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How to Buy Wholesale SIP Termination

Posted by Jason Tapolci on March 6, 2013 at 10:42 AM
Jason Tapolci

In this whitepaper, we will tackle “How to Buy Wholesale SIP Termination” through strategies and processes. In my experience as VoIP Innovations President, I found that purchasing SIP termination can be time consuming and somewhat risky. There are many different options for providers, agreements that need to be executed, and Interop tests that need to be completed and these are things just to get to the starting line. Placing providers into production with live traffic is when the real fun begins; unprofitable routes, bad routes, 503’s, capacity issues, ASR, and ACD issues, to name a few. I have said it in other articles, “you have to go slow in order to go fast”, which also holds true when selecting a termination provider. The termination provider you choose today will impact your bottom line tomorrow and it’s important to make the right choice.

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So how does one go about choosing the right SIP termination partner(s)? There is no single answer, but there are several things you can do to put the odds in your favor. At VoIP Innovations we developed a strategy and process called “RATA”; Researching, Analyzing, Testing, and Accountability. This is not some complicated formula, but rather it’s a simple outline to reduce the risk and time you could spend when choosing a wholesale termination carrier.

The first step to RATA is research and, in my opinion, this is where you win or lose the battle. You can do it the right way or you can do it the wrong way which can result in wasted time and a risk to your reputation. Research is simply trying to weed out the real players from the imposters and finding a balance between cost and quality. In the telecommunications industry any semi-technical person can setup an Asterisk server, purchase wholesale termination services, and call themselves a carrier. This is what we call, “Two Men and a Switch”. To avoid these types of providers, we do our research on each and every potential termination carrier. We will visit their website, go to their social media sites, read their blogs, search for news and awards, and search Google for forum posts about their company. If they pass the sniff test, we will contact them to ask for additional information. This additional information can be found on our “Vendor Qualification Form”. We want to know if they offer a 6 or 7 digit rate deck, if they bill by dialed number or by LRN (local routing number), and what are their billing increments (1/1, 6/6, etc). We also need to know if they run an LCR (least cost route) system, and if they do, how many carriers to they keep in route. The last piece of information we need is how many carriers do you fail before sending a 503? The more info you collect at this stage the better your odds of finding a solid provider will be.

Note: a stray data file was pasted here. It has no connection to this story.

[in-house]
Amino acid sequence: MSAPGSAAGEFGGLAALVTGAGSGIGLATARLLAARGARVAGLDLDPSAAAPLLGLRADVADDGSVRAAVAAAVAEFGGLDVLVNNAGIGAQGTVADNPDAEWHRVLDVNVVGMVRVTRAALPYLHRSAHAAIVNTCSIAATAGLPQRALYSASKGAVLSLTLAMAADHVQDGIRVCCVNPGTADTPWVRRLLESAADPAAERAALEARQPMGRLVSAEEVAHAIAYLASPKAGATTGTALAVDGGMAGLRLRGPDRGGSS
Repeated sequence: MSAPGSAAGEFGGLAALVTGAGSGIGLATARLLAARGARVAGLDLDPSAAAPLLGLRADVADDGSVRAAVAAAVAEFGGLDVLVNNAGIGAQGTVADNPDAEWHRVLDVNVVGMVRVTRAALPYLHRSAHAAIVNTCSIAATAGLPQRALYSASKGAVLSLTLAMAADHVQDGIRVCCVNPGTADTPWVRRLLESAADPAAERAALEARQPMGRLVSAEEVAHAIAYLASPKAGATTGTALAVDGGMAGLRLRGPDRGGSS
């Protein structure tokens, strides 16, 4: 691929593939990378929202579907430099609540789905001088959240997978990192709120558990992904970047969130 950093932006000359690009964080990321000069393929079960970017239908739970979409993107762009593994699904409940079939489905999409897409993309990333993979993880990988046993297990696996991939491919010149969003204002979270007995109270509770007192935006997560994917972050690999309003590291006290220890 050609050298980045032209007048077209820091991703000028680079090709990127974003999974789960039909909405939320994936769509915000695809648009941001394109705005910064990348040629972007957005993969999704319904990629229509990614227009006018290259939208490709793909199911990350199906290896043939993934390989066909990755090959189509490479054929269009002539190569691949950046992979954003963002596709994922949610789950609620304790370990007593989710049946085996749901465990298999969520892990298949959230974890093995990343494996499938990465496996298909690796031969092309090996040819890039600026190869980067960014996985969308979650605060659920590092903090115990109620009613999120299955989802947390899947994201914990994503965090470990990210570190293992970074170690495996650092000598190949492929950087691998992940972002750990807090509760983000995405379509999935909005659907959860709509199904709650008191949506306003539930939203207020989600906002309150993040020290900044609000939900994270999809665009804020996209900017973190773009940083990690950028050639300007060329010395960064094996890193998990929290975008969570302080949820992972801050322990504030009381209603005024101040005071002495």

Once they have completed our vendor qualification form and we feel they might be a good fit, we will ask them for a rate deck to analyze. This starts the next part of RATA, which is analyzing. Our engineers run an analysis on their rate deck that compares it to our most recent months CDRs (call detail records). This analysis will provide detailed information on how well this deck would have done had it been in our LCR management system. We are supplied with total routes won, total minutes won, and what our cost saving would be. We have targeted metrics, that if met, we will move onto the testing phase. If the analysis comes back unfavorable, we will send the carrier our termination target rates and ask for another rate deck.

Once the research and analysis is finished, the next step is to test, also called interoperability or interop. This is the act of interconnecting the two switches. Typically the carrier will provide an interop form to complete, which gathers certain switching info, such as an IP Address or CODEC. Once the interconnection has been established, testing can begin. Although there are a number of tests to ensure proper functionality, nothing beat’s live traffic. Unfortunately, if there are issues when using live traffic, your customers can feel the pain.

That leads us into the last part of RATA, accountability. Termination services are not a sticky business so if a provider is not performing, another provider can easily be found and the traffic will be moved. When a new and untested carrier is added, they need to be held accountable for underperforming. We know there are going to be issues but good communication and a quick resolution are our main concerns. If we can’t maintain those, we can ultimately place the provider in the preverbal penalty box. An overall failure to correct the issue may even result in a game ejection. We make light of the situation, but we firmly believe that accountability is key to providing a solid service.

In summary, choosing a SIP termination provider can be very time consuming and risky if you don’t have a plan or process. Developing a process, like the “RATA,” can dramatically increase your batting average, which produces better quality and higher profit margins for your organization.

Jason Tapolci is President of VoIP Innovations, an Inc. 5000 company. They specialize in providing the largest DID and termination VoIP footprints in North America. Their network includes over 500,000 DIDs in stock in over 8,500 rate centers in the US and Canada. Recently, VoIP Innovations expanded their footprint to include DIDs in over 60 countries and now offers A-Z termination. VoIP Innovations is owned by ABG Capital and is based in Pittsburgh, PA. To learn more about VoIP Innovations, visit their website at http://www.VoIPInnovations.com.

Tags: Entrepreneurship

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